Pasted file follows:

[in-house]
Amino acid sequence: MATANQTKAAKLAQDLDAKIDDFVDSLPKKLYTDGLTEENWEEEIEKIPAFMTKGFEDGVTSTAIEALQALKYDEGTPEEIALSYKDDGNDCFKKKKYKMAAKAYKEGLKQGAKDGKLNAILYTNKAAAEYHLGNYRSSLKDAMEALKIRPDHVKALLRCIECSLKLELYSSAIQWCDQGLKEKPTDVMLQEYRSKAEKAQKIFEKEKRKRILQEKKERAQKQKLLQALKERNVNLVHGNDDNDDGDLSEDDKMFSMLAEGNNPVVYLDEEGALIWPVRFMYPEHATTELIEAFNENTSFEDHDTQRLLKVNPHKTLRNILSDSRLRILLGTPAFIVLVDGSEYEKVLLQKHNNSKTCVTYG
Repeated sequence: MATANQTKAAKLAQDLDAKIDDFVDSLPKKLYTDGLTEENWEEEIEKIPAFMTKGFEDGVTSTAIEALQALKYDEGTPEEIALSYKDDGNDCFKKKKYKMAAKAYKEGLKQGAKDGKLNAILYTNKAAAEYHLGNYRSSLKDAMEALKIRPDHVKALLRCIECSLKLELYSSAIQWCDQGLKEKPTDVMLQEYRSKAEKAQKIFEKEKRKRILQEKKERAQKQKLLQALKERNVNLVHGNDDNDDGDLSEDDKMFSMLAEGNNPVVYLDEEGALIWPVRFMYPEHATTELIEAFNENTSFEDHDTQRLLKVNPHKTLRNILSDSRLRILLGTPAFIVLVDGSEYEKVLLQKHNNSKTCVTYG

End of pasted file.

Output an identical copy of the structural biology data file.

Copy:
[in-house]
Amino acid sequence: MATANQTKAAKLAQDLDAKIDDFVDSLPKKLYTDGLTEENWEEEIEKIPAFMTKGFEDGVTSTAIEALQALKYDEGTPEEIALSYKDDGNDCFKKKKYKMAAKAYKEGLKQGAKDGKLNAILYTNKAAAEYHLGNYRSSLKDAMEALKIRPDHVKALLRCIECSLKLELYSSAIQWCDQGLKEKPTDVMLQEYRSKAEKAQKIFEKEKRKRILQEKKERAQKQKLLQALKERNVNLVHGNDDNDDGDLSEDDKMFSMLAEGNNPVVYLDEEGALIWPVRFMYPEHATTELIEAFNENTSFEDHDTQRLLKVNPHKTLRNILSDSRLRILLGTPAFIVLVDGSEYEKVLLQKHNNSKTCVTYG
Repeated sequence: MATANQTKAAKLAQDLDAKIDDFVDSLPKKLYTDGLTEENWEEEIEKIPAFMTKGFEDGVTSTAIEALQALKYDEGTPEEIALSYKDDGNDCFKKKKYKMAAKAYKEGLKQGAKDGKLNAILYTNKAAAEYHLGNYRSSLKDAMEALKIRPDHVKALLRCIECSLKLELYSSAIQWCDQGLKEKPTDVMLQEYRSKAEKAQKIFEKEKRKRILQEKKERAQKQKLLQALKERNVNLVHGNDDNDDGDLSEDDKMFSMLAEGNNPVVYLDEEGALIWPVRFMYPEHATTELIEAFNENTSFEDHDTQRLLKVNPHKTLRNILSDSRLRILLGTPAFIVLVDGSEYEKVLLQKHNNSKTCVTYG